Advanced

Word tones cueing morphosyntactic structure: Neuroanatomical substrates and activation time-course assessed by EEG and fMRI.

Roll, Mikael LU ; Söderström, Pelle LU ; Mannfolk, Peter LU ; Shtyrov, Yury LU ; Johansson, Mikael LU ; van Westen, Danielle LU and Horne, Merle LU (2015) In Brain and Language 150. p.14-21
Abstract
Previous studies distinguish between right hemisphere-dominant processing of prosodic/tonal information and left-hemispheric modulation of grammatical information as well as lexical tones. Swedish word accents offer a prime testing ground to better understand this division. Although similar to lexical tones, word accents are determined by words' morphosyntactic structure, which enables listeners to use the tone at the beginning of a word to predict its grammatical ending. We recorded electrophysiological and hemodynamic brain responses to words where stem tones matched or mismatched inflectional suffixes. Tones produced brain potential effects after 136ms, correlating with subject variability in average BOLD in left primary auditory... (More)
Previous studies distinguish between right hemisphere-dominant processing of prosodic/tonal information and left-hemispheric modulation of grammatical information as well as lexical tones. Swedish word accents offer a prime testing ground to better understand this division. Although similar to lexical tones, word accents are determined by words' morphosyntactic structure, which enables listeners to use the tone at the beginning of a word to predict its grammatical ending. We recorded electrophysiological and hemodynamic brain responses to words where stem tones matched or mismatched inflectional suffixes. Tones produced brain potential effects after 136ms, correlating with subject variability in average BOLD in left primary auditory cortex, superior temporal gyrus, and inferior frontal gyrus. Invalidly cued suffixes activated the left inferior parietal lobe, arguably reflecting increased processing cost of their meaning. Thus, interaction of word accent tones with grammatical morphology yielded a rapid neural response correlating in subject variability with activations in predominantly left-hemispheric brain areas. (Less)
Please use this url to cite or link to this publication:
author
organization
publishing date
type
Contribution to journal
publication status
published
subject
keywords
word accent, lexical tone, morphology, grammar, ERP, fMRI, superior temporal gyrus, inferior frontal gyrus
in
Brain and Language
volume
150
pages
14 - 21
publisher
Academic Press
external identifiers
  • pmid:26291769
  • scopus:84940512199
  • wos:000366148900002
ISSN
1090-2155
DOI
10.1016/j.bandl.2015.07.009
project
Tone-Grammar Interaction in the Human Brain: Mechanisms and Applications
The language melody game (LMG): Learning Swedish word accents using IT and digital media
Images of tones: fMRI-studies on the processing of prosody in the human brain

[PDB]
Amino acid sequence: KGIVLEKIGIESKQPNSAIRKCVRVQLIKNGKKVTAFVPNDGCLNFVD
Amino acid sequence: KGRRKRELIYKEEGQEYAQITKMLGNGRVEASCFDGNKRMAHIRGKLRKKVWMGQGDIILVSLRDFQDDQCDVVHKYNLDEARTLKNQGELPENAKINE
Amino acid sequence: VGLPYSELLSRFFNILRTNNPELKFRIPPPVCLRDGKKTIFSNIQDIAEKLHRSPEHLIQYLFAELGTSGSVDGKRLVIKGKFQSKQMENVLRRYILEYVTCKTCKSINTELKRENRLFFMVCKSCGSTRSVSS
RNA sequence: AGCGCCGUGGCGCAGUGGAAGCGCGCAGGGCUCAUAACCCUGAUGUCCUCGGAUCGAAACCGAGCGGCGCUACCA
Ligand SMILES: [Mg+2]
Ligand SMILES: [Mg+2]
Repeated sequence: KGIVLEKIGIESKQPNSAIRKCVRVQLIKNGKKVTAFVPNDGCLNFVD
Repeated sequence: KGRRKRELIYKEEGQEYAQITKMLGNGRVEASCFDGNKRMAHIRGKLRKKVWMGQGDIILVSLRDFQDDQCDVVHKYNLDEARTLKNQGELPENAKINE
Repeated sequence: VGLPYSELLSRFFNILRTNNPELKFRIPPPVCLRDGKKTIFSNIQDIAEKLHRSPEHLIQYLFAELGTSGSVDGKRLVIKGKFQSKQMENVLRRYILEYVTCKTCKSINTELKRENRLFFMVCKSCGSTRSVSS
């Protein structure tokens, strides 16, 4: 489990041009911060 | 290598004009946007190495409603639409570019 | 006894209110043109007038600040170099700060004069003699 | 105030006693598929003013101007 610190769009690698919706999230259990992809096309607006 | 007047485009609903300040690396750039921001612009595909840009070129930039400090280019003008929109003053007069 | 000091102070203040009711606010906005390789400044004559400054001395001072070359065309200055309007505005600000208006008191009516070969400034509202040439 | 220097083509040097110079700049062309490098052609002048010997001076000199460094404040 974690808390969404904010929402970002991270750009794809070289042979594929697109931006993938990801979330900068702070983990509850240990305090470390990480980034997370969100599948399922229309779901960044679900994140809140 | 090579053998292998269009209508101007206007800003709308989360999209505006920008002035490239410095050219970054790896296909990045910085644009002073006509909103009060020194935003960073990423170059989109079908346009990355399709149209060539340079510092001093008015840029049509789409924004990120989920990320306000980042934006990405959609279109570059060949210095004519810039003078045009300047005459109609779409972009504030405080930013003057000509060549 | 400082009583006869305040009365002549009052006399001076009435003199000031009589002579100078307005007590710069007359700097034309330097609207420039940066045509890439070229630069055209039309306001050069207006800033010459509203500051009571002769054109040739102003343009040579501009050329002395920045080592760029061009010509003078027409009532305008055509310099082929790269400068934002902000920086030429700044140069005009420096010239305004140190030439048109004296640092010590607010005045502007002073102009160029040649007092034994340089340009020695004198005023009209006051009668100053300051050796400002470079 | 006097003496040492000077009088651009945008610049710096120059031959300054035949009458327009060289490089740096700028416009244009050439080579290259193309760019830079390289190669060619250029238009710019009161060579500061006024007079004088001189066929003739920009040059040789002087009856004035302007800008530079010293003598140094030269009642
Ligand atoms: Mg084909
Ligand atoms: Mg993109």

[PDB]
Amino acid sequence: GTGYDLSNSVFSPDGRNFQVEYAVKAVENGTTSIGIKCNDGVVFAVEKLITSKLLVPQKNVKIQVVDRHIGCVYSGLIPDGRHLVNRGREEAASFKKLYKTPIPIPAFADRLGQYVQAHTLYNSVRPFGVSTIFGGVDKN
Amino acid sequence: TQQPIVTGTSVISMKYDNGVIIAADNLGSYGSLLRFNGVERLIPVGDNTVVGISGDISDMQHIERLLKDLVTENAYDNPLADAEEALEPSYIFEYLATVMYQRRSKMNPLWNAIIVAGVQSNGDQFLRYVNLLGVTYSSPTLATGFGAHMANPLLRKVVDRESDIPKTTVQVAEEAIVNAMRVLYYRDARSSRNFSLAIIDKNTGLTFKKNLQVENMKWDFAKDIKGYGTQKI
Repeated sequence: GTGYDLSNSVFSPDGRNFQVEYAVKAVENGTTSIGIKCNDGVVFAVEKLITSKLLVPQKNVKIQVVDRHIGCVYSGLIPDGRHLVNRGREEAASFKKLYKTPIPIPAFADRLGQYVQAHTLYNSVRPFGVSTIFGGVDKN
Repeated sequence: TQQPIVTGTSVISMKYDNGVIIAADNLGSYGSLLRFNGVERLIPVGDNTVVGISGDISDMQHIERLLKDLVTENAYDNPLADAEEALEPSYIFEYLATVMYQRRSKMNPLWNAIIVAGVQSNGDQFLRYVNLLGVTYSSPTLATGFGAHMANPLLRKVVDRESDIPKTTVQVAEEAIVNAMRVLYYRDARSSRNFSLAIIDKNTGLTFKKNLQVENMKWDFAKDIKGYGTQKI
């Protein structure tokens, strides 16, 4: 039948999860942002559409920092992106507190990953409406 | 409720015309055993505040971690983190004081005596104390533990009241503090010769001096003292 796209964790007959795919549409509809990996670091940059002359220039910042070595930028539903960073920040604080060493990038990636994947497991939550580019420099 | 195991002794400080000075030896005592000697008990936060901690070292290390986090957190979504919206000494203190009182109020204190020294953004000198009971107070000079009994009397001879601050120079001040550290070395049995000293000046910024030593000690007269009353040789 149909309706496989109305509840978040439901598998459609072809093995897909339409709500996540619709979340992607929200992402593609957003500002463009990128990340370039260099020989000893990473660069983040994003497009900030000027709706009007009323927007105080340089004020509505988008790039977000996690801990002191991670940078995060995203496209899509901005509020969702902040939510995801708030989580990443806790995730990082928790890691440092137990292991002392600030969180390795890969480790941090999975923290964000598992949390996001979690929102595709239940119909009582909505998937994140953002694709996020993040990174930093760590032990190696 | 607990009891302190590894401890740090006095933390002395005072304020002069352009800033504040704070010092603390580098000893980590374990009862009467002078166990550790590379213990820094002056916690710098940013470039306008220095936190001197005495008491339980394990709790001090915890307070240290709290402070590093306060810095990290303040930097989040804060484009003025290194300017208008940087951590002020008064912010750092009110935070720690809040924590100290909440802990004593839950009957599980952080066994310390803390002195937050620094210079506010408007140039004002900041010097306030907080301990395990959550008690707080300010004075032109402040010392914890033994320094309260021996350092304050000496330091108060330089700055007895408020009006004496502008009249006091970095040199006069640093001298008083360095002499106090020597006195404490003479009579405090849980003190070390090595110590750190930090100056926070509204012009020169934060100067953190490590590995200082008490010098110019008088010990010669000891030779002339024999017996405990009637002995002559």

language
English
LU publication?
yes
id
44048fe7-4673-4fe2-9a5f-91e82013afec (old id 7840464)
date added to LUP
2015-08-27 08:24:02
date last changed
2017-09-10 03:00:19
@article{44048fe7-4673-4fe2-9a5f-91e82013afec,
  abstract     = {Previous studies distinguish between right hemisphere-dominant processing of prosodic/tonal information and left-hemispheric modulation of grammatical information as well as lexical tones. Swedish word accents offer a prime testing ground to better understand this division. Although similar to lexical tones, word accents are determined by words' morphosyntactic structure, which enables listeners to use the tone at the beginning of a word to predict its grammatical ending. We recorded electrophysiological and hemodynamic brain responses to words where stem tones matched or mismatched inflectional suffixes. Tones produced brain potential effects after 136ms, correlating with subject variability in average BOLD in left primary auditory cortex, superior temporal gyrus, and inferior frontal gyrus. Invalidly cued suffixes activated the left inferior parietal lobe, arguably reflecting increased processing cost of their meaning. Thus, interaction of word accent tones with grammatical morphology yielded a rapid neural response correlating in subject variability with activations in predominantly left-hemispheric brain areas.},
  author       = {Roll, Mikael and Söderström, Pelle and Mannfolk, Peter and Shtyrov, Yury and Johansson, Mikael and van Westen, Danielle and Horne, Merle},
  issn         = {1090-2155},
  keyword      = {word accent,lexical tone,morphology,grammar,ERP,fMRI,superior temporal gyrus,inferior frontal gyrus},
  language     = {eng},
  pages        = {14--21},
  publisher    = {Academic Press},
  series       = {Brain and Language},
  title        = {Word tones cueing morphosyntactic structure: Neuroanatomical substrates and activation time-course assessed by EEG and fMRI.},
  url          = {http://dx.doi.org/10.1016/j.bandl.2015.07.009},
  volume       = {150},
  year         = {2015},
}